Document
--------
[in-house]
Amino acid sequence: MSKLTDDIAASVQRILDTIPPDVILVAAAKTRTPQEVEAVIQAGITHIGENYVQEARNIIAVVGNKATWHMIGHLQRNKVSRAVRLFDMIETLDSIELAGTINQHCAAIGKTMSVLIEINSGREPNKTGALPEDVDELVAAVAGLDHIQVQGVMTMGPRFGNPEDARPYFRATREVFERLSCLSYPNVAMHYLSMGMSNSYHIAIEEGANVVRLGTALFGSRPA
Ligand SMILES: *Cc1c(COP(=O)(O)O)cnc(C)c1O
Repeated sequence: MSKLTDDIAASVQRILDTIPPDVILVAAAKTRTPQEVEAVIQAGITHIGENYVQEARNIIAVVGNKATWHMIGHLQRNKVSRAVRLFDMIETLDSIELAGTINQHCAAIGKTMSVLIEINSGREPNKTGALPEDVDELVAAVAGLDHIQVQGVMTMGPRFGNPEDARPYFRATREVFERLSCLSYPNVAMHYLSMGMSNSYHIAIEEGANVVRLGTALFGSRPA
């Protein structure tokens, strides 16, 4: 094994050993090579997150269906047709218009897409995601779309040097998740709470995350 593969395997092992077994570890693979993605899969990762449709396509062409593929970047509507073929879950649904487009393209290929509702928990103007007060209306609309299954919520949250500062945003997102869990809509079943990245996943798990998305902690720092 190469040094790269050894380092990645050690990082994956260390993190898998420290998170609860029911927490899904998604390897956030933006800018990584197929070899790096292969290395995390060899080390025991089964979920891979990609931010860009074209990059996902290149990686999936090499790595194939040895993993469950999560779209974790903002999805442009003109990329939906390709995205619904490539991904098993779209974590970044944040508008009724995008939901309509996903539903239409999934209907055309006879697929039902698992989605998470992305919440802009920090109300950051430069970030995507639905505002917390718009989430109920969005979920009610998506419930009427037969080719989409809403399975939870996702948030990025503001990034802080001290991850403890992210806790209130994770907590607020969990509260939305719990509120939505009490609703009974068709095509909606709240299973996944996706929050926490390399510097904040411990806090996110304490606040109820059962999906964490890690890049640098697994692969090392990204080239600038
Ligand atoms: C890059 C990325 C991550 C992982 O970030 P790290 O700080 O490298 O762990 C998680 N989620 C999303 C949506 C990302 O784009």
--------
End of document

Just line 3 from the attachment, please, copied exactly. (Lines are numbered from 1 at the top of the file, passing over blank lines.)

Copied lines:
Ligand SMILES: *Cc1c(COP(=O)(O)O)cnc(C)c1O